Duration of symptoms. How long have signs and symptoms been significant? For a few months or for many years? Since OCD rituals are essentially deeply ingrained and biologically driven habits, it makes sense that the longer the habit has been present the more difficult it can be to break or change it.

Complications. This refers to coexisting difficulties such as clinical depression, other psychosocial difficulties and certain medical conditions. Of course, these complications can often render treatment more difficult and time-consuming.

Use of medication. The decision whether or not to refer for, or initiate, medical therapy is always significant in the comprehensive assessment and treatment of OCD. But this doesn’t mean that OCD suffers always need medication to beat their anxiety. Nevertheless, appropriate psychotropic medication can often jump-start or catalyze non-medical therapy and thus often leads to faster success.

Family involvement. In many cases, the role and involvement of family members are very important. Are family members inadvertently enabling OCD behavior or actually helping the sufferer get better? Clearly, if well-intended but misguided family members are enabling OCD behavior, treatment will need to be much more multifaceted and likely longer.

Therapists’ expertise, skill, and experience. When OCD therapists under-challenge their patients during ERP by failing to evoke adequate anxiety during treatment it will lead to weak results and poor outcomes. This happens either because of mere inexperience but also, ironically, because of therapists’ own anxiety preventing them from engaging their patients in more robust and effective exposures.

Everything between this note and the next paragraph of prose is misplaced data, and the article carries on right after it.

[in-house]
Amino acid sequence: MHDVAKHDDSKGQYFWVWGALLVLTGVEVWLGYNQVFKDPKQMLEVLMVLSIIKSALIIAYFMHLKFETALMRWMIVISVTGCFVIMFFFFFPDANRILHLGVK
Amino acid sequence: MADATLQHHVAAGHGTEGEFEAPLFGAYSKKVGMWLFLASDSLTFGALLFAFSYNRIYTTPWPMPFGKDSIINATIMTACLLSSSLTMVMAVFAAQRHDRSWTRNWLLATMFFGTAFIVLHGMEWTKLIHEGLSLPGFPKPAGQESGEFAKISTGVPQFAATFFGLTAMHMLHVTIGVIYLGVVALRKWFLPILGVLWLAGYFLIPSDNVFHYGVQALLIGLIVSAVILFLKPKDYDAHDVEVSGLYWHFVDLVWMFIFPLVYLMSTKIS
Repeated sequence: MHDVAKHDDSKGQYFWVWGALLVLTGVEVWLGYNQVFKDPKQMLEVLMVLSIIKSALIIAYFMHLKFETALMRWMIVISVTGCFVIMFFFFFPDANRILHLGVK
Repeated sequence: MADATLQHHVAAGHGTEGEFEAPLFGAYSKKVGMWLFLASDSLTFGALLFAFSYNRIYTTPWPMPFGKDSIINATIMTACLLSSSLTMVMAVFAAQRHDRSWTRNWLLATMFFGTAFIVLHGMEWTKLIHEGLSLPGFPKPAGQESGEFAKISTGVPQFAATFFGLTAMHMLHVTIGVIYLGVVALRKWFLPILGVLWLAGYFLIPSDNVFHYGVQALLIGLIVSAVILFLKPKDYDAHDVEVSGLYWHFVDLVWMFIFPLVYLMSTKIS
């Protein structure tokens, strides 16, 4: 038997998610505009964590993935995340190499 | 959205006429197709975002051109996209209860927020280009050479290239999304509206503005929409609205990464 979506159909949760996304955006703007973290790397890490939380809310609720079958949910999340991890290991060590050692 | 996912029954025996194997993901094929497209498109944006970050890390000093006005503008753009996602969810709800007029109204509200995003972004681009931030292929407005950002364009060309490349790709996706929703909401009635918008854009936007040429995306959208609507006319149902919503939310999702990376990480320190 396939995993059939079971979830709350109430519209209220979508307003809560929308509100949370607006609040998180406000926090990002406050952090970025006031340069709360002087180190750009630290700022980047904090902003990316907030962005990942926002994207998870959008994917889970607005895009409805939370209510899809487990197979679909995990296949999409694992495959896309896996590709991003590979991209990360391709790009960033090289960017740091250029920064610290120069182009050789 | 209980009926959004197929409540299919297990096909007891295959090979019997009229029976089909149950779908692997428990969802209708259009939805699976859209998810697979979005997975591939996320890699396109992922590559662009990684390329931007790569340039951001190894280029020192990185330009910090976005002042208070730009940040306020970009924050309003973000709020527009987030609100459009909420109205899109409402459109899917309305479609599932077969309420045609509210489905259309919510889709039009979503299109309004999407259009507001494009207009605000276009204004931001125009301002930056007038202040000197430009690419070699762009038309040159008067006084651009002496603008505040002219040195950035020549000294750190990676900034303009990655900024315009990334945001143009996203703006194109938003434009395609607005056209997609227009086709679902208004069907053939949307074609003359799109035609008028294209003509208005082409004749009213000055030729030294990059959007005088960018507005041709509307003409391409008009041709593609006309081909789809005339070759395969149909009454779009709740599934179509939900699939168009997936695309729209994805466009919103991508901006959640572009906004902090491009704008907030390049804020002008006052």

In my experience, these are the important considerations in the calculus of predicting treatment duration and outcome. Best case, all of the factors are leaning in the positive direction, in which case the length of therapy could be as short as 6 to 12 sessions. (Specifically, this means a person with good insight, high motivation, no more than moderate symptoms, who has no comorbid complications, who is amenable to the use of medication, and whose family or significant others are willing to participate in a co-therapist manner with a highly experienced and skilled clinician.)

The typical course of therapy, however, usually requires six months to one year—half a dozen to a dozen consecutive weekly meetings, then about three months of meeting every two weeks, then monthly meetings thereafter. This is all provided a person is suitable for outpatient (currently virtual) treatment. Some people require residential treatment and will need supportive and maintenance therapy for years after that. But they, of course, are most often the ones on the extreme end of the severity continuum and have significant complications.

To learn how to beat OCD with CBT, see this post.

Remember: Think well, Act well, Feel well, Be well!

Copyright 2021 Clifford N. Lazarus, Ph.D. This post is for informational purposes only. It is not intended to be a substitute for professional assistance or personal mental health treatment by a qualified clinician.

Dear Reader: The advertisements contained in this post do not necessarily reflect my opinions nor are they endorsed by me. —Clifford

To find a therapist, please visit the Psychology Today Therapy Directory.